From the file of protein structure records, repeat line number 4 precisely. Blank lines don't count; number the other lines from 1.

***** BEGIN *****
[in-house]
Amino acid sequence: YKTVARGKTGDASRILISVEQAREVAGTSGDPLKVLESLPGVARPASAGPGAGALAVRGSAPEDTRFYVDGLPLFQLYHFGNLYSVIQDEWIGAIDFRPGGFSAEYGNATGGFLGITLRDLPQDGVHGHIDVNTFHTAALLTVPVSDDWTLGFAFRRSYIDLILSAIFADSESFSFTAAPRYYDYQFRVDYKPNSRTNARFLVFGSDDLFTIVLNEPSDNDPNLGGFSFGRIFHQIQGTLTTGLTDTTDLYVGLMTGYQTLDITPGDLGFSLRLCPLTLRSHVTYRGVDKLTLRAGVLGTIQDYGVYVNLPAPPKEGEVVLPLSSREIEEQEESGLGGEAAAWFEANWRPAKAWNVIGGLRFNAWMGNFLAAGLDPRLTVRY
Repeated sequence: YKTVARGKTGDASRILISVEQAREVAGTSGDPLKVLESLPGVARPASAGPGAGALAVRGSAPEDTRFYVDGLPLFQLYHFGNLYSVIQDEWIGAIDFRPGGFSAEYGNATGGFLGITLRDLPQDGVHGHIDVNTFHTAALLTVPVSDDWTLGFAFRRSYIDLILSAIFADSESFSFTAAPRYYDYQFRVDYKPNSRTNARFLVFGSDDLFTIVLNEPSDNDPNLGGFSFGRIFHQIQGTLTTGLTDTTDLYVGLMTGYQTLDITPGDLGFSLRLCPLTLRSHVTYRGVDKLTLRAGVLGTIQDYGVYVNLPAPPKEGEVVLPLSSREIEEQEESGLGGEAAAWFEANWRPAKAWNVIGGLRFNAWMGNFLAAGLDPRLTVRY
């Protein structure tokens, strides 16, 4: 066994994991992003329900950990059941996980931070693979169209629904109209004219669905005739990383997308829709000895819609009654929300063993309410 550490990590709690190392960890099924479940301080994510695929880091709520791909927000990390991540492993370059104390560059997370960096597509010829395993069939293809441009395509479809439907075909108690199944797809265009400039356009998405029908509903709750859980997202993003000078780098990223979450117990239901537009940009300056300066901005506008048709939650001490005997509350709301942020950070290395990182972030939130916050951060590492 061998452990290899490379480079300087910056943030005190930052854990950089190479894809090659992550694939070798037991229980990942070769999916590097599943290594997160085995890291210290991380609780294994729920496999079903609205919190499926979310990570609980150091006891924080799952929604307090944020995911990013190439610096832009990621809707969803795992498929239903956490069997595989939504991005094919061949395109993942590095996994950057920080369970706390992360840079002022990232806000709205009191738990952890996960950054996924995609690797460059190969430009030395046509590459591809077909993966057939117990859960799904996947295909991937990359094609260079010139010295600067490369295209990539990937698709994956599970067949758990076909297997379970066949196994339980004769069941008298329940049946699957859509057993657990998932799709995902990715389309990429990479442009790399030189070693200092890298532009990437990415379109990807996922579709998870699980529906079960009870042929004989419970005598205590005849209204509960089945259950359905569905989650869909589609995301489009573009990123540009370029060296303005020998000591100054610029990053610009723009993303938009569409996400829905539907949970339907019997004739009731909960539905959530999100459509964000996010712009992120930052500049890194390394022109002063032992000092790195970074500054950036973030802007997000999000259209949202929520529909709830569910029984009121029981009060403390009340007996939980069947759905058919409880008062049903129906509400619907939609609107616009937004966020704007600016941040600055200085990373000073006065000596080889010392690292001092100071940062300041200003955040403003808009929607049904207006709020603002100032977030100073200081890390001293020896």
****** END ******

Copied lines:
């Protein structure tokens, strides 16, 4: 066994994991992003329900950990059941996980931070693979169209629904109209004219669905005739990383997308829709000895819609009654929300063993309410 550490990590709690190392960890099924479940301080994510695929880091709520791909927000990390991540492993370059104390560059997370960096597509010829395993069939293809441009395509479809439907075909108690199944797809265009400039356009998405029908509903709750859980997202993003000078780098990223979450117990239901537009940009300056300066901005506008048709939650001490005997509350709301942020950070290395990182972030939130916050951060590492 061998452990290899490379480079300087910056943030005190930052854990950089190479894809090659992550694939070798037991229980990942070769999916590097599943290594997160085995890291210290991380609780294994729920496999079903609205919190499926979310990570609980150091006891924080799952929604307090944020995911990013190439610096832009990621809707969803795992498929239903956490069997595989939504991005094919061949395109993942590095996994950057920080369970706390992360840079002022990232806000709205009191738990952890996960950054996924995609690797460059190969430009030395046509590459591809077909993966057939117990859960799904996947295909991937990359094609260079010139010295600067490369295209990539990937698709994956599970067949758990076909297997379970066949196994339980004769069941008298329940049946699957859509057993657990998932799709995902990715389309990429990479442009790399030189070693200092890298532009990437990415379109990807996922579709998870699980529906079960009870042929004989419970005598205590005849209204509960089945259950359905569905989650869909589609995301489009573009990123540009370029060296303005020998000591100054610029990053610009723009993303938009569409996400829905539907949970339907019997004739009731909960539905959530999100459509964000996010712009992120930052500049890194390394022109002063032992000092790195970074500054950036973030802007997000999000259209949202929520529909709830569910029984009121029981009060403390009340007996939980069947759905058919409880008062049903129906509400619907939609609107616009937004966020704007600016941040600055200085990373000073006065000596080889010392690292001092100071940062300041200003955040403003808009929607049904207006709020603002100032977030100073200081890390001293020896």